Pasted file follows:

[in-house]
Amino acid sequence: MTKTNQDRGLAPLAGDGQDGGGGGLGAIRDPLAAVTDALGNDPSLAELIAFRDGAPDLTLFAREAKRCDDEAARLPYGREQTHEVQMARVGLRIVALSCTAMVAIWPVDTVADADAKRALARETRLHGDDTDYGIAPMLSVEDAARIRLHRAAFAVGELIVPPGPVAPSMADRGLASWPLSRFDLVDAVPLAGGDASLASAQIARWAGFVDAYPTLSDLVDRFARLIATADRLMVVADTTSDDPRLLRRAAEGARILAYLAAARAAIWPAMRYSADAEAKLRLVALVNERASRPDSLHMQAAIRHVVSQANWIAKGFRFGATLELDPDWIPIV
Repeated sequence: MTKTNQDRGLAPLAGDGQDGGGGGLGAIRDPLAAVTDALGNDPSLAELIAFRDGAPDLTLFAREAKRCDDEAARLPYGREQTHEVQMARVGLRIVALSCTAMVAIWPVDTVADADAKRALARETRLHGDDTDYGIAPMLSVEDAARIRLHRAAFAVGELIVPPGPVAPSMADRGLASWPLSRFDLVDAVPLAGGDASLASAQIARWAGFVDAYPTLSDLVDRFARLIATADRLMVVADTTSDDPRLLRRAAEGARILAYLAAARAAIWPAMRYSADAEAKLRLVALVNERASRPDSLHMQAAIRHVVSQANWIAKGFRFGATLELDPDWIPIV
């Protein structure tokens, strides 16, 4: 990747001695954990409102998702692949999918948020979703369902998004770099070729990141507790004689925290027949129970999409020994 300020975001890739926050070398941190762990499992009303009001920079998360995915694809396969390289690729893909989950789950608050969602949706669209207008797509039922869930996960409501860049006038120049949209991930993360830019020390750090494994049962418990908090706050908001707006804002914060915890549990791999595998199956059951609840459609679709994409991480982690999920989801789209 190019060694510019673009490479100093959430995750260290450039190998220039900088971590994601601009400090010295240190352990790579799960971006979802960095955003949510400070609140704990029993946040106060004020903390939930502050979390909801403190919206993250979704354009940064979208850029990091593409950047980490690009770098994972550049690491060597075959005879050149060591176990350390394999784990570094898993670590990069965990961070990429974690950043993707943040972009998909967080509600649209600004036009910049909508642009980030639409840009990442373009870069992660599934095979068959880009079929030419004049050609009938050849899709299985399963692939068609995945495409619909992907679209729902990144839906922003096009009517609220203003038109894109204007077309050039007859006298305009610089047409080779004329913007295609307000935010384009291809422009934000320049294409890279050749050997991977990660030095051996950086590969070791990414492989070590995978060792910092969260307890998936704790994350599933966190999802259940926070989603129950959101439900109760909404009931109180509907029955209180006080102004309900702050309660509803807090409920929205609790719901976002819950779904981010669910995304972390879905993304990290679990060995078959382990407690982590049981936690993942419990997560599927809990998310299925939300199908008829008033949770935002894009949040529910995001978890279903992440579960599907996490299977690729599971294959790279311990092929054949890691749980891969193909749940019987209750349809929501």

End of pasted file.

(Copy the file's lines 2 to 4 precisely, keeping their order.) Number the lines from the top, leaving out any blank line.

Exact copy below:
Amino acid sequence: MTKTNQDRGLAPLAGDGQDGGGGGLGAIRDPLAAVTDALGNDPSLAELIAFRDGAPDLTLFAREAKRCDDEAARLPYGREQTHEVQMARVGLRIVALSCTAMVAIWPVDTVADADAKRALARETRLHGDDTDYGIAPMLSVEDAARIRLHRAAFAVGELIVPPGPVAPSMADRGLASWPLSRFDLVDAVPLAGGDASLASAQIARWAGFVDAYPTLSDLVDRFARLIATADRLMVVADTTSDDPRLLRRAAEGARILAYLAAARAAIWPAMRYSADAEAKLRLVALVNERASRPDSLHMQAAIRHVVSQANWIAKGFRFGATLELDPDWIPIV
Repeated sequence: MTKTNQDRGLAPLAGDGQDGGGGGLGAIRDPLAAVTDALGNDPSLAELIAFRDGAPDLTLFAREAKRCDDEAARLPYGREQTHEVQMARVGLRIVALSCTAMVAIWPVDTVADADAKRALARETRLHGDDTDYGIAPMLSVEDAARIRLHRAAFAVGELIVPPGPVAPSMADRGLASWPLSRFDLVDAVPLAGGDASLASAQIARWAGFVDAYPTLSDLVDRFARLIATADRLMVVADTTSDDPRLLRRAAEGARILAYLAAARAAIWPAMRYSADAEAKLRLVALVNERASRPDSLHMQAAIRHVVSQANWIAKGFRFGATLELDPDWIPIV
């Protein structure tokens, strides 16, 4: 990747001695954990409102998702692949999918948020979703369902998004770099070729990141507790004689925290027949129970999409020994 300020975001890739926050070398941190762990499992009303009001920079998360995915694809396969390289690729893909989950789950608050969602949706669209207008797509039922869930996960409501860049006038120049949209991930993360830019020390750090494994049962418990908090706050908001707006804002914060915890549990791999595998199956059951609840459609679709994409991480982690999920989801789209 190019060694510019673009490479100093959430995750260290450039190998220039900088971590994601601009400090010295240190352990790579799960971006979802960095955003949510400070609140704990029993946040106060004020903390939930502050979390909801403190919206993250979704354009940064979208850029990091593409950047980490690009770098994972550049690491060597075959005879050149060591176990350390394999784990570094898993670590990069965990961070990429974690950043993707943040972009998909967080509600649209600004036009910049909508642009980030639409840009990442373009870069992660599934095979068959880009079929030419004049050609009938050849899709299985399963692939068609995945495409619909992907679209729902990144839906922003096009009517609220203003038109894109204007077309050039007859006298305009610089047409080779004329913007295609307000935010384009291809422009934000320049294409890279050749050997991977990660030095051996950086590969070791990414492989070590995978060792910092969260307890998936704790994350599933966190999802259940926070989603129950959101439900109760909404009931109180509907029955209180006080102004309900702050309660509803807090409920929205609790719901976002819950779904981010669910995304972390879905993304990290679990060995078959382990407690982590049981936690993942419990997560599927809990998310299925939300199908008829008033949770935002894009949040529910995001978890279903992440579960599907996490299977690729599971294959790279311990092929054949890691749980891969193909749940019987209750349809929501």